Genre: Sci-Fi, Dystopian
Reviewer: Ulysses, Paranormal Romance Guild
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About The Book
Dystopian science fiction perfect for fans of Ursula LeGuin’s Left Hand of Darkness and The Hunger Games.
The City was prosperous once, a beautiful utopia made up of perfect people unplagued by disease or infirmity, existing under the benevolent eyes of the Mother. Its high walls guarded it from the ugliness of the world, making it possible for its Citizens to live by the Mother’s will.
But then, the Outsiders rebelled.
Tired of being oppressed and exploited by the City for their resources, a Resistance rose up against the City’s rule, attacking its soldiers and drawing them into a genocidal war in which there were no winners. Jax, once a City soldier, now a Heretic, is just trying to make xyr way home when xe meets Koi, a sick Outsider in search of xyr last remaining family, a sibling abducted by City soldiers. Jax’s fragile faith will be tested once again as their journey to the City center exposes truths neither of them were prepared for. Can two people from opposite sides of the wall help each other find what they’re looking for?
I give this five stars, because, by the end, I was entirely caught up in the story and moved by the powerful emotional relationship between Jax and Koi.
In a cosmological prologue, the reader learns that this is a universe where all beings are androgynes. The creative force of this world—known as the Mother—made all humans the same (in her image) so as to eliminate strife. The Mother assumed that her children would get the point and make a better world.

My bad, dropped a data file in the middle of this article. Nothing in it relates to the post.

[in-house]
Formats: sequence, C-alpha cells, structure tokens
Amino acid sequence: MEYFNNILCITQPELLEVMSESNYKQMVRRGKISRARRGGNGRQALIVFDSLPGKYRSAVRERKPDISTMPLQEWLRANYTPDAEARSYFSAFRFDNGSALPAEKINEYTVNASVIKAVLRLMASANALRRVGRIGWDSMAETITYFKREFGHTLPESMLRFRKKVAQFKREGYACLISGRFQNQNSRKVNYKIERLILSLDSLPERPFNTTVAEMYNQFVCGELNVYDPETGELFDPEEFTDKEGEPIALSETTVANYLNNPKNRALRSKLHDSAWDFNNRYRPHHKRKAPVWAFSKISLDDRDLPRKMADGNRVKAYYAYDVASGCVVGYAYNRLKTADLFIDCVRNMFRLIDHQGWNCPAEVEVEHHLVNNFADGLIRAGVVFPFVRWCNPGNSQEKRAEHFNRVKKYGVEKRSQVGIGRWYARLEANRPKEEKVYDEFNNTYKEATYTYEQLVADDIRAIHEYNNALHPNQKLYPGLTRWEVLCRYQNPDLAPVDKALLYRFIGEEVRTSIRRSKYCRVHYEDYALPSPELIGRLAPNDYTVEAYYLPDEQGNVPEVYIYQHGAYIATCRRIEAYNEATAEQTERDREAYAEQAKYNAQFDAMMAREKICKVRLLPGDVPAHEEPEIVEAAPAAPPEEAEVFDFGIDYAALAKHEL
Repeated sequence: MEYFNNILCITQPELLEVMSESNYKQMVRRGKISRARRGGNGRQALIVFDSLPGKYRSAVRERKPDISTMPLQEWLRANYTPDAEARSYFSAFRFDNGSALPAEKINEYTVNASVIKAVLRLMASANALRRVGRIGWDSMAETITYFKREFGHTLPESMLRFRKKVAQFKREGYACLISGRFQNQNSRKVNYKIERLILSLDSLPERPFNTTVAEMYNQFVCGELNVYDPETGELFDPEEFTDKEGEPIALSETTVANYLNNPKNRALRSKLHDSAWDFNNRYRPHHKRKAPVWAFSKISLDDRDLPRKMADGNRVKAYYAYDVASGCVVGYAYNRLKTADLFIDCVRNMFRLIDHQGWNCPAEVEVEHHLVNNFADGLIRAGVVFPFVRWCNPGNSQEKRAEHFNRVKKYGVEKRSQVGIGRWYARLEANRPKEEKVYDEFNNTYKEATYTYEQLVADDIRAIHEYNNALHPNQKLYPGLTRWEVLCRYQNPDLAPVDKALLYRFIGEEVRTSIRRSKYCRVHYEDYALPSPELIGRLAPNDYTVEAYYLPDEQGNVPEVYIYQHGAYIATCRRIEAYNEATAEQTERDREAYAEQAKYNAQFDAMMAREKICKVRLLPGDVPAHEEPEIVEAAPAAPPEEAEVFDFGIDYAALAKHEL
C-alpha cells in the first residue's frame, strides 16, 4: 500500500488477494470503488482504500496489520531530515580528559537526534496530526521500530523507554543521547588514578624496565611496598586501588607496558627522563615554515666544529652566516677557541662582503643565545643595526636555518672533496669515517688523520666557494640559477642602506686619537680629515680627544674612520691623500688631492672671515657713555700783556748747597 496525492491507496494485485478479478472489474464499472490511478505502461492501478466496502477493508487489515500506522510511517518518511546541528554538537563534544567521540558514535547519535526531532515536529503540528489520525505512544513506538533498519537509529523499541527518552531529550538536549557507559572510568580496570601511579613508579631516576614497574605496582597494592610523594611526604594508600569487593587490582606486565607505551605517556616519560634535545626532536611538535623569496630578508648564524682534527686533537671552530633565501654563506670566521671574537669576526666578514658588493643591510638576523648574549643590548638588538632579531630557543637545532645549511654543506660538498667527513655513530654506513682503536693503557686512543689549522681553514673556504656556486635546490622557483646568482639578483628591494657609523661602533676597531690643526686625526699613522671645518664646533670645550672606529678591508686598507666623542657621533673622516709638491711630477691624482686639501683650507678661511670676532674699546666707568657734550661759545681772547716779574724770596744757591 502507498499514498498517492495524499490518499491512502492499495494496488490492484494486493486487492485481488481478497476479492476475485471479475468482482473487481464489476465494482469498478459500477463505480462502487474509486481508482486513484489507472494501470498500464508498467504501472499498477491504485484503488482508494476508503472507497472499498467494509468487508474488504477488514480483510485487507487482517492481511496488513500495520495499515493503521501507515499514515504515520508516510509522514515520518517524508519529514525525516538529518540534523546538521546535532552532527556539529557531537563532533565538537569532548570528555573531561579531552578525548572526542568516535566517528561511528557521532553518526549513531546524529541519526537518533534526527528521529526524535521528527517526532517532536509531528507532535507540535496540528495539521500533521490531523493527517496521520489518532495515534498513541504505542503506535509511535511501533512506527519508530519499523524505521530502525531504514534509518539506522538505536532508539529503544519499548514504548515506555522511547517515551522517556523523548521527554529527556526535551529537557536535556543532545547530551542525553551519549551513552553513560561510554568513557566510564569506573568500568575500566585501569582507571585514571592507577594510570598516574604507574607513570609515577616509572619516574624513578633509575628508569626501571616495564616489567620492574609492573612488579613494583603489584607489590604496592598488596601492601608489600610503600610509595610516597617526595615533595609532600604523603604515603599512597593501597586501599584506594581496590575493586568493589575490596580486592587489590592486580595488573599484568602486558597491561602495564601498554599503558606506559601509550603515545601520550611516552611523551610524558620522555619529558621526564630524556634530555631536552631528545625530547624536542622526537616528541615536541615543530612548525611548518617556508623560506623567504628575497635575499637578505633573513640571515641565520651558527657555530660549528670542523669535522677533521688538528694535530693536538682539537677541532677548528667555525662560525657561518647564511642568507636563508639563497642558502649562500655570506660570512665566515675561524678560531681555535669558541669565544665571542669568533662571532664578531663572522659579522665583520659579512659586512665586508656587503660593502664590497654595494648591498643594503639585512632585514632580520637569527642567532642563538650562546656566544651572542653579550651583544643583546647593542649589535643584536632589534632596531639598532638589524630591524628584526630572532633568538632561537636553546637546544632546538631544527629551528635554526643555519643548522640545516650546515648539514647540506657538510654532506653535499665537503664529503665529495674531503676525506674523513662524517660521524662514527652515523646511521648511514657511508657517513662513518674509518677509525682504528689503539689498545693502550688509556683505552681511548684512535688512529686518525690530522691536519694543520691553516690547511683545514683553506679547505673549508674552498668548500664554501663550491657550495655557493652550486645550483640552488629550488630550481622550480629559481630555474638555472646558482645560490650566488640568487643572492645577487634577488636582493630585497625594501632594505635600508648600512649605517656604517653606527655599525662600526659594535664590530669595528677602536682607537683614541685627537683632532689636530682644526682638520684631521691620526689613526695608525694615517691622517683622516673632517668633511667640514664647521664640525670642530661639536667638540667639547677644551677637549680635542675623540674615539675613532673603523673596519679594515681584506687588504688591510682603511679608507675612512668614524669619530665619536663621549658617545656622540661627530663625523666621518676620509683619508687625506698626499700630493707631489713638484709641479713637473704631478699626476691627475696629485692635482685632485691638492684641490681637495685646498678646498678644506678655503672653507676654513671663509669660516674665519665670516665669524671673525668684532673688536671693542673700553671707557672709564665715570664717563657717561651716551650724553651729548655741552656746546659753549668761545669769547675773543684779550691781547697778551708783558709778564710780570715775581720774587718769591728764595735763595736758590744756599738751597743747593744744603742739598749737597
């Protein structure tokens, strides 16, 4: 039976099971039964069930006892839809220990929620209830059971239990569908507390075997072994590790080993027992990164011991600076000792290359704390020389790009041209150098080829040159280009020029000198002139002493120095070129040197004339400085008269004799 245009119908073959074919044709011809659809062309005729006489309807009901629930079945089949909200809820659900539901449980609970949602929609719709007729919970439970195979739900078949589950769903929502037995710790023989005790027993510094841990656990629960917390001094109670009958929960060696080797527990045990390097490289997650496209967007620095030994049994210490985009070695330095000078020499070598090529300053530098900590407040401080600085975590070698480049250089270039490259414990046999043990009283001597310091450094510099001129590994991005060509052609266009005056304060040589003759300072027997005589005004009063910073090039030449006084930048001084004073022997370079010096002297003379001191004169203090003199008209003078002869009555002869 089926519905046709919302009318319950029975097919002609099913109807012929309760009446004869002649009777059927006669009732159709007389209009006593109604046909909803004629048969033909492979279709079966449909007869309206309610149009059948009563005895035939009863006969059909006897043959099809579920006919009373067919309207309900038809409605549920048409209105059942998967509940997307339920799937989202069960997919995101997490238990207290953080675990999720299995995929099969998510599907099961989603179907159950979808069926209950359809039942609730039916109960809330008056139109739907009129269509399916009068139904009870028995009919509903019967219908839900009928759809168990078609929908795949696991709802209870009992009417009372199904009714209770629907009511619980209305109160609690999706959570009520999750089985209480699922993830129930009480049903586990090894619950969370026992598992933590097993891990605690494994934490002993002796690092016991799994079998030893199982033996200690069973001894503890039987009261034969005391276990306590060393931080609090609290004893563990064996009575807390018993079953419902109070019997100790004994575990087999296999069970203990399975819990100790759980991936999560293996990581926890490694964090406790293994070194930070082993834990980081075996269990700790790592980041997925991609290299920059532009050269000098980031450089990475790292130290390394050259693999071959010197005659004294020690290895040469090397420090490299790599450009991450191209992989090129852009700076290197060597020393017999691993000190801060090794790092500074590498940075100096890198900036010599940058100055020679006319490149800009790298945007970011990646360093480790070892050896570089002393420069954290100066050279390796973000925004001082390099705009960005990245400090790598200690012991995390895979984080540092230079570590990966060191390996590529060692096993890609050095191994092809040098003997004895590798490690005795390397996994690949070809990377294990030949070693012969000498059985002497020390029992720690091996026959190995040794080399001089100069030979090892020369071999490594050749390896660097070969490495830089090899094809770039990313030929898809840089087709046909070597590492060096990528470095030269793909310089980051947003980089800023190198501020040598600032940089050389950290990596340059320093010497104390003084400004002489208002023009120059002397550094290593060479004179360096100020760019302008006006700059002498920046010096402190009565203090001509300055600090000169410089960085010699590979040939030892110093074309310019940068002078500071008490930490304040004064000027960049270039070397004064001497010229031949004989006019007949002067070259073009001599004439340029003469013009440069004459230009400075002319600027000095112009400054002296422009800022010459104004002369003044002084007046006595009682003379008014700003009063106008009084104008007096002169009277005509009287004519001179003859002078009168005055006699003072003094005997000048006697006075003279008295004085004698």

Well, you know that humans always screw up, right?
It is human nature to create divisions, to form hierarchies, to categorize and evaluate others based entirely on inherited cultural prejudice and the misinterpretation of scripture. Even human beings created to be the samewill disregard their creator and insist that everyone is different.
And that’s the world as we find it in Perfect Heresy. There’s The City, with its population, known as Citizens; and there’s the Rim, with its population called Outsiders. Us and Them. In a classic sort of proto-Marxist vision, all resources come from outside the City. The Outsiders grow, mine, and manufacture everything, working in massive, noisy factories and processing plants. Then the black trucks from the City come and take most of it away, inside the massive wall that encircles the city.
At the center of the City is the Spire, the monument to the Mother, who is represented by a person known as the Voice. The post-apocalyptic vision of this world that we see has been caused by two things: the rebellion of and war against the Outsiders, and the Fall, which, near as I can tell, is the death of the Voice without an heir. The greedy blindness of the Citizens and their paranoid ignorance toward the Outsiders has ruined things for everyone.